Now when you manage your team, you´re in a relationship with let´s say 10 people or more. (In my perspective the span of control for a people manager ends with around 10-12 individuals) The fundament of this relationship should be trust and authenticity. You will be together with your team around 10 hours per day. This relationship mustn´t be friendship (sometimes it can be) and you don´t have to leave the professional path, but it requires as much intense work to keep it up like a friendship. What does this mean? It means all those little things which appear not to be important but at the end they make a difference and make you unique as a people manager. As the headline says – your business is now about people. Be interested in them. Don´t arrive at work, sitting at your desk and claim that you´re always open for them if they have any issue. Look at your individuals maybe a minute longer and build up pro-active empathy. What can you read in their faces? Did they have a good weekend? What kind of activity have they done? What kind of activity have you done? Give and take and absorb as much as you can. Don’t always talk about the things which are going well in your life. You can share your challenges as well. And never forget, personnel development is a key factor in performance management. You have to provide the platform for it and should know all the time, by what your individual is being motivated to achieve his next play. Lead by example and prove your authenticity in speaking about your career development as well. This makes you a great people manager.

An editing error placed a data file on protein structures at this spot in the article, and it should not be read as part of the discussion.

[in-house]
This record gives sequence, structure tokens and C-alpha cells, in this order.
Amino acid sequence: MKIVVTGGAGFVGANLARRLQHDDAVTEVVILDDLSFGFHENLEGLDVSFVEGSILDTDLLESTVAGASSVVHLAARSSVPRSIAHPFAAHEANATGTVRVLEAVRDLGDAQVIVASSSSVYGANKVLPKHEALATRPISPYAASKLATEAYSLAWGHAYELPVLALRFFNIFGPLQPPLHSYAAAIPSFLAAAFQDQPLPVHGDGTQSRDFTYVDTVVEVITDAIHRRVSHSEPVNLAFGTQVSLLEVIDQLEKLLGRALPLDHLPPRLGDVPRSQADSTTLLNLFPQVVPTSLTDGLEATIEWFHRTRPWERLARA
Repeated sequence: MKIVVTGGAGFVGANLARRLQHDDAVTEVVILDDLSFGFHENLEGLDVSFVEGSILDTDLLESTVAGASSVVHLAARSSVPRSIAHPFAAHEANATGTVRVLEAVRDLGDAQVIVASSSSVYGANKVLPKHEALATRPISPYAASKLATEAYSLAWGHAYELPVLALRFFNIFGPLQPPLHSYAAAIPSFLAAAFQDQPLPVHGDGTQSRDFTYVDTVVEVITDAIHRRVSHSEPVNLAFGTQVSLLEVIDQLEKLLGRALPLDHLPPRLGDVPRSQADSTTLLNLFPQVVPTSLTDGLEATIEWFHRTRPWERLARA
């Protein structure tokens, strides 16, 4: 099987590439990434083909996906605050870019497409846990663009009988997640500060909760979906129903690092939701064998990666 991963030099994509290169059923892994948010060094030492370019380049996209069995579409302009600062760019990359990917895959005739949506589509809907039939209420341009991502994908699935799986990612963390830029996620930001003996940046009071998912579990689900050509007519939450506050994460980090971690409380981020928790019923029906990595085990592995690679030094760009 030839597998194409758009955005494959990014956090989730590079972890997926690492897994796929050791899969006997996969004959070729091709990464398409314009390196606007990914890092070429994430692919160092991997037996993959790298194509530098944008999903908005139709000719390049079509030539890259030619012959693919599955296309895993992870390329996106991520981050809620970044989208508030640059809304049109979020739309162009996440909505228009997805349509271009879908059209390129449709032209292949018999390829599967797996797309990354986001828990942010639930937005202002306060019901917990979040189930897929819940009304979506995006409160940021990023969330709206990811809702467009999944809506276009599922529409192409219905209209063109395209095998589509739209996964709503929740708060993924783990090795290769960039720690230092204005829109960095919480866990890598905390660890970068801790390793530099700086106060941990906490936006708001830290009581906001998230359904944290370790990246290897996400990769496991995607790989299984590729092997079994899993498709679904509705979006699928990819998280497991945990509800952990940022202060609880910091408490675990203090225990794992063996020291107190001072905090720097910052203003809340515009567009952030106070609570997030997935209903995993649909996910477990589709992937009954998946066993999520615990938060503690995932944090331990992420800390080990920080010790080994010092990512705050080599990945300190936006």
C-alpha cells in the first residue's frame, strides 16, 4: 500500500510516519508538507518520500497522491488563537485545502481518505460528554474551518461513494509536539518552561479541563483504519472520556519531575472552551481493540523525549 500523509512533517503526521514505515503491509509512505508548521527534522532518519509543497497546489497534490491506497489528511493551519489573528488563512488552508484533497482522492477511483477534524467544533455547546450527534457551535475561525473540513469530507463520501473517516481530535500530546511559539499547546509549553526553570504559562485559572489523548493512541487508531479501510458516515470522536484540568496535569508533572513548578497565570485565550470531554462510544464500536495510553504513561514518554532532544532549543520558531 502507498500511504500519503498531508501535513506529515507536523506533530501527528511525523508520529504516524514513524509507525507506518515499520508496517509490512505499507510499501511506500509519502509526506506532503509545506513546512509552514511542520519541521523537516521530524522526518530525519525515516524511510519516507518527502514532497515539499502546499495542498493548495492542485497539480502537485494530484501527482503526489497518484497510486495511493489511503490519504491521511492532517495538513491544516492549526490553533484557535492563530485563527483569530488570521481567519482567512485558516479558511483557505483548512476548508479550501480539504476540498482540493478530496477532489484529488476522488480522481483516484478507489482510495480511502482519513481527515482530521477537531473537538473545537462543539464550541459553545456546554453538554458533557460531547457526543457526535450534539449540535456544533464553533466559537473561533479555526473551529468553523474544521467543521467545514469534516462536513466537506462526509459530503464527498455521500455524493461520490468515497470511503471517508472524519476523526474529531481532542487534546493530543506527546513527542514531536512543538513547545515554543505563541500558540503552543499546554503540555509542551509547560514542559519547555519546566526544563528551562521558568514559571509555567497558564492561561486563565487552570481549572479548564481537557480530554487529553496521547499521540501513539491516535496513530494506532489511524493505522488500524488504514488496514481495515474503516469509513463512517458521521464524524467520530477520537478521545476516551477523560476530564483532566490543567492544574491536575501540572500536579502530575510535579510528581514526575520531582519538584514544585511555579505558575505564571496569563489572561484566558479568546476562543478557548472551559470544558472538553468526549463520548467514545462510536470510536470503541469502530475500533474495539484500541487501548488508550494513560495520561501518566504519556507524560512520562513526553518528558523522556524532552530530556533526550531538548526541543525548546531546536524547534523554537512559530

3.always tell the why

Working in IT, technology, marketing or elsewhere in a fast changing working environment means you have to do quick decisions and have to cope with a fast pace. Your management style has to be versatile and to be adapted to several different situations during one day. Sure – you could be all the time very directive and just tell you team what you want them to do. But this turns out not to be very useful as you will not benefit from the skills and knowledge from it. You must manage your team by objective (MBO) and not by control (MBC). If you have tasks for your team, make your life easier and tell them the sense behind. Why do you ask them to do it – and especially why is it important to you personally? If the spirit is right, every single individual is happy to help you out. If you have considered number one of my top three people manager skills, you are surrounded by bright minds. They will claim and want to know anyway what´s the deeper sense behind. Do concentric briefing and give a holistic explanation. Make sure that everybody understands buys in and accepts it as q common task which is in line with the companies strategy. This leads to the best performance and results.

What you think? Did you have the same experiences with being a manager or being managed?

The Alliance – eine Allianz fürs Leben

Irgendwie kam mir dieser 80iger Jahre commercial spot einer großen Versicherung wieder in den Sinn, als ich dieses Buch las. Nicht nur weil der Buchtitel dieses nahelegt, sondern auch weil eines der mission statements, der Wechsel des Arbeitsverhältnisses von lifelong employment hinzu einer lifelong alliance ist – eine Allianz fürs Leben.